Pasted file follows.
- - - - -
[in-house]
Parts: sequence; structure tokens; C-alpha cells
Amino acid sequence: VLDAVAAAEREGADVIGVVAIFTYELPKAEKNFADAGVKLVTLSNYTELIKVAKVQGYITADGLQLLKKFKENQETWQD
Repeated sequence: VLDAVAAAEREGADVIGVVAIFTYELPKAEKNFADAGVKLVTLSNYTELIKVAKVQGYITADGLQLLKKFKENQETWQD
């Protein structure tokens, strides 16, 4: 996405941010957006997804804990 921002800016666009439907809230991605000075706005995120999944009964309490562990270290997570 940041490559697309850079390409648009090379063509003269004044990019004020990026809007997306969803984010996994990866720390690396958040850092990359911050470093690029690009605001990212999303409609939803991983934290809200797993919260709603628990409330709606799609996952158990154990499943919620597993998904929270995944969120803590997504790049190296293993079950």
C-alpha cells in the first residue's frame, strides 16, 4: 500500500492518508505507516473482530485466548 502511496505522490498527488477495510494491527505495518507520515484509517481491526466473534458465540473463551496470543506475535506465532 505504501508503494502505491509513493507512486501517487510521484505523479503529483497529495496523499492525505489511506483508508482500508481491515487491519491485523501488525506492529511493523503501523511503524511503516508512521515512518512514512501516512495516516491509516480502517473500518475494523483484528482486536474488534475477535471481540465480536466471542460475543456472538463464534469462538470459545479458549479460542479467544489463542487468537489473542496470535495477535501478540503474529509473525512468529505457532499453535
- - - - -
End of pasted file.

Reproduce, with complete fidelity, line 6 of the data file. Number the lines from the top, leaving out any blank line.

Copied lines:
C-alpha cells in the first residue's frame, strides 16, 4: 500500500492518508505507516473482530485466548 502511496505522490498527488477495510494491527505495518507520515484509517481491526466473534458465540473463551496470543506475535506465532 505504501508503494502505491509513493507512486501517487510521484505523479503529483497529495496523499492525505489511506483508508482500508481491515487491519491485523501488525506492529511493523503501523511503524511503516508512521515512518512514512501516512495516516491509516480502517473500518475494523483484528482486536474488534475477535471481540465480536466471542460475543456472538463464534469462538470459545479458549479460542479467544489463542487468537489473542496470535495477535501478540503474529509473525512468529505457532499453535